Pronouns will be the death of me. Pronouns and prepositions with a little mix of uncertain past and a desirous future will be the long, slow, torturous end of me. Learning a language has proved more difficult than I had originally planned. One doesn’t actual plan such things, but in my daydreams I would remember words the first time I heard them or diligently write them down and study late into the night with a nice cup of tea and soothing music. I would prance around Salamanca having no fear and walking up, smiling, to the camareros, with an order ready on my lips. When I mispronounced words, everyone would laugh, and I would take it gracefully with humor like we were all in some Katherine Hepburn film. But as things turns out, it isn’t like any movie I’ve ever seen at all. However, it is like some books I’ve read. Les Miserables, for example. An excellent read, but there are a solid 100 pages (at least) were everything is worse than the dreariest day in the most depressing month of the most monotonous year. Four pages later it’s still awful and then 50 pages later nothing has changed. I remember having a strong dislike for Mr. Hugo during that section. I thought to myself, “Those old authors. They have good stories, but what is the deal with the mundane crap fest that all of them seem to put in their novels?” Dostoyevsky in Crime and Punishment, Austen in Mansfield Park, Dickens, Tolstoy, Dumas…They all have these long, seemingly pointless sections in their books. But in living here for 12 weeks, learning a new language and a new culture I’m realizing the stuffy old men and women who scribbled by candlelight in worlds of disease, dirt and slow communication understood far better than us the importance of those tedious periods in our life. They empathized with those seasons and wrote about them. But our generation cuts it out. Jean Valjean’s months and months of this drawn-out tedium isn’t in the musical and hardly in the film adaptations*. I mean who wants to watch a man moping around for 30 min? Those 100 pages aren’t in the abridged version of the book either. In our fast paced world, we just don’t want it to exist , so we cut it out. But I can’t cut it out of my life. And perhaps Victor Hugo couldn’t write it out of Jean Valjean’s life because he was creating a character of brokenness and redemption and struggle and joy and journey. He is a character we relate to and root for. I’m frustrated that remembering which pronoun I need and how it interacts with the particular verb conjugation I am using is taking up a good 100 pages of my life. Granted, comparing my time of acculturation with war torn France and being chased by an over vengeful inspector is a little dramatic. But what I am driving at is the boring and sad exists in stretched out seasons of life. We can’t cut it out. My life isn’t a 2 hour film. It has taken nearly 3 months to grow some love for this place, and I know it will take even longer before the grammar begins to come naturally. I finally find myself applauding those authors of old for writing characters who really have to fight to keep going; who have long periods in their life where everyday they have to overcome and get up and keep on keepin’ on. We all do. One day more! And another and another, and so on and so forth.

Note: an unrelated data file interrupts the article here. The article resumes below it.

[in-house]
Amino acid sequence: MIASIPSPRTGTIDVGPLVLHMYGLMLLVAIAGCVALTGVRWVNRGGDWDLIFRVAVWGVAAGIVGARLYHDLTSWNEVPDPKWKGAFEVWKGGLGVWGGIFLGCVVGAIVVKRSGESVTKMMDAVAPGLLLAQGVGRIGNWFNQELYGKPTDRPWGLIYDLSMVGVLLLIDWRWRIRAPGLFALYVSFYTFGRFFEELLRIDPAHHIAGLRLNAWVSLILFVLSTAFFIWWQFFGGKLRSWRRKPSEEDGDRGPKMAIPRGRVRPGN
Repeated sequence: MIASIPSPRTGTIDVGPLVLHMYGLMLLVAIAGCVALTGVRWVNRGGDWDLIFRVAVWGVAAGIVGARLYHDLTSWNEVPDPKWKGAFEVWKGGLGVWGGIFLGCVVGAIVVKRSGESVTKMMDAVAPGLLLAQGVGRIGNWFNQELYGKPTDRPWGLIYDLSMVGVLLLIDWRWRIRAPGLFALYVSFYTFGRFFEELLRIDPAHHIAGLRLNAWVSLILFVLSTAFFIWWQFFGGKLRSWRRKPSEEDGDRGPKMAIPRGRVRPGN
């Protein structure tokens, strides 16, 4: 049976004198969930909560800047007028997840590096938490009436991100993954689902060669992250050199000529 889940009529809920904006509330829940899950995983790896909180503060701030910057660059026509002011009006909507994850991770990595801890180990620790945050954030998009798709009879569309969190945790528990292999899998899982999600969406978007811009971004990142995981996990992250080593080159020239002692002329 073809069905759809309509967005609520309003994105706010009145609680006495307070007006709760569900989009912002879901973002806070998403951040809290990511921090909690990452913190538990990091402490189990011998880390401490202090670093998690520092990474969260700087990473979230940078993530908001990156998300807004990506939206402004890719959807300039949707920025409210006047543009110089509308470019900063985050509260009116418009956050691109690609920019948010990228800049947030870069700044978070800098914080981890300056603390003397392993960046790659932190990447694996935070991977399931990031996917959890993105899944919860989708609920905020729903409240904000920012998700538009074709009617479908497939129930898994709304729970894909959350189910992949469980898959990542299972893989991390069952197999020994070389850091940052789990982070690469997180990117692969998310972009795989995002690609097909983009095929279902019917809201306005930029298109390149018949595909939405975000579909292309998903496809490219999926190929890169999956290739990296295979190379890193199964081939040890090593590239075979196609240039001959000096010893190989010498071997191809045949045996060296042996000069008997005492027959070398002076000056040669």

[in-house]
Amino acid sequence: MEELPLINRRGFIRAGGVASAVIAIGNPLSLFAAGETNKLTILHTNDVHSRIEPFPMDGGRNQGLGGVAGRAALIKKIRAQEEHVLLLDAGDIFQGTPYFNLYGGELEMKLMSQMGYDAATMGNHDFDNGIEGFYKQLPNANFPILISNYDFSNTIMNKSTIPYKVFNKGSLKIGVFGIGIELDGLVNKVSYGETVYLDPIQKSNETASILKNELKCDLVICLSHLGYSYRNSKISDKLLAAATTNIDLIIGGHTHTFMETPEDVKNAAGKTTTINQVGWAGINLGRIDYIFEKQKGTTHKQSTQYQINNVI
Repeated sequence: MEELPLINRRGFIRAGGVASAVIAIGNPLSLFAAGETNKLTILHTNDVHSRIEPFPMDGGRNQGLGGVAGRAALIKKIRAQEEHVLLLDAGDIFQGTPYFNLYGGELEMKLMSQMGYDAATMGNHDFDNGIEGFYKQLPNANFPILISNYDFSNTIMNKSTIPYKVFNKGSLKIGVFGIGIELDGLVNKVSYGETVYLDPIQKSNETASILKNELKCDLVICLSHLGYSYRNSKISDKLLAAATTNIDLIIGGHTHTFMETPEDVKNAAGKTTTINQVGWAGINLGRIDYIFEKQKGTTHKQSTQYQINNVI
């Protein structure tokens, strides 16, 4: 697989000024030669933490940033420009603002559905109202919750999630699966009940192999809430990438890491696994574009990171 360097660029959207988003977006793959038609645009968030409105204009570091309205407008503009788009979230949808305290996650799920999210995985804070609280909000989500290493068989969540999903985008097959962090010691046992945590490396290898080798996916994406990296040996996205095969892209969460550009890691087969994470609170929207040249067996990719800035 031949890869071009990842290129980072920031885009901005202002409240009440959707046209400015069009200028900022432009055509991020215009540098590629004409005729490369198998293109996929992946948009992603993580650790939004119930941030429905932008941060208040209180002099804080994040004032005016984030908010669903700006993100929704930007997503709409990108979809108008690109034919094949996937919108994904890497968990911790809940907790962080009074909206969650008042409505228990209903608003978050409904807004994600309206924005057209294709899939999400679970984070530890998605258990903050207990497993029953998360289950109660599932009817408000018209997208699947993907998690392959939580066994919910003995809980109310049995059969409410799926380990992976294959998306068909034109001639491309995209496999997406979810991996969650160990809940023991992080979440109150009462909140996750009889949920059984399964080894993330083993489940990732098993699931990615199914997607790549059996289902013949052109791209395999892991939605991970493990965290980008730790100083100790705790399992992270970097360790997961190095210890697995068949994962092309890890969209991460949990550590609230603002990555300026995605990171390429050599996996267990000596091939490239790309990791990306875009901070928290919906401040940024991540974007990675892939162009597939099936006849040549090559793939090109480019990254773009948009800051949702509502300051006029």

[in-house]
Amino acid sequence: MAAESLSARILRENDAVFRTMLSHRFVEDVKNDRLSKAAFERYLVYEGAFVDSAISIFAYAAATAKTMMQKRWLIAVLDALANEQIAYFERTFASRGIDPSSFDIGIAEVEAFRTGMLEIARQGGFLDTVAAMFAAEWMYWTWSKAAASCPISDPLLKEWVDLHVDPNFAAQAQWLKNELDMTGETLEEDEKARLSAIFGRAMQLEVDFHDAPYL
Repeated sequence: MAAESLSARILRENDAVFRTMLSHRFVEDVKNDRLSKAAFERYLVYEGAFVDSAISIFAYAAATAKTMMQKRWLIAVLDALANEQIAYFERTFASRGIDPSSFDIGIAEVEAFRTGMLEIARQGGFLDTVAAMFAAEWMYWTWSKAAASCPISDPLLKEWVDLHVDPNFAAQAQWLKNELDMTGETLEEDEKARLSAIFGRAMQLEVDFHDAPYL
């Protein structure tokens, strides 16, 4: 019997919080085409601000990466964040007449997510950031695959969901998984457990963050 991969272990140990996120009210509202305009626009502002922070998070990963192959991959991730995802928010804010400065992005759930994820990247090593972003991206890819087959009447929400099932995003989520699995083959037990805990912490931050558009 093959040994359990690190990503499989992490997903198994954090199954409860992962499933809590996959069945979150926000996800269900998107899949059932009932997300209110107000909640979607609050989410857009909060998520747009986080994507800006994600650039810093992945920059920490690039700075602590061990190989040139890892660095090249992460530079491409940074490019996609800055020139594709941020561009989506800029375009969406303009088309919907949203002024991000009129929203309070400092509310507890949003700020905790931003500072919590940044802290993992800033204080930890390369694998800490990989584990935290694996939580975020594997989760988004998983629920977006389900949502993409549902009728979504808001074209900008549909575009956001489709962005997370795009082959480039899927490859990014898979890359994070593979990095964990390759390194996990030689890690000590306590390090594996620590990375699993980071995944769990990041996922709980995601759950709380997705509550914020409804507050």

*This was edited Jan 14, 2013 after re-watching the musical and confirming: that section isn’t there.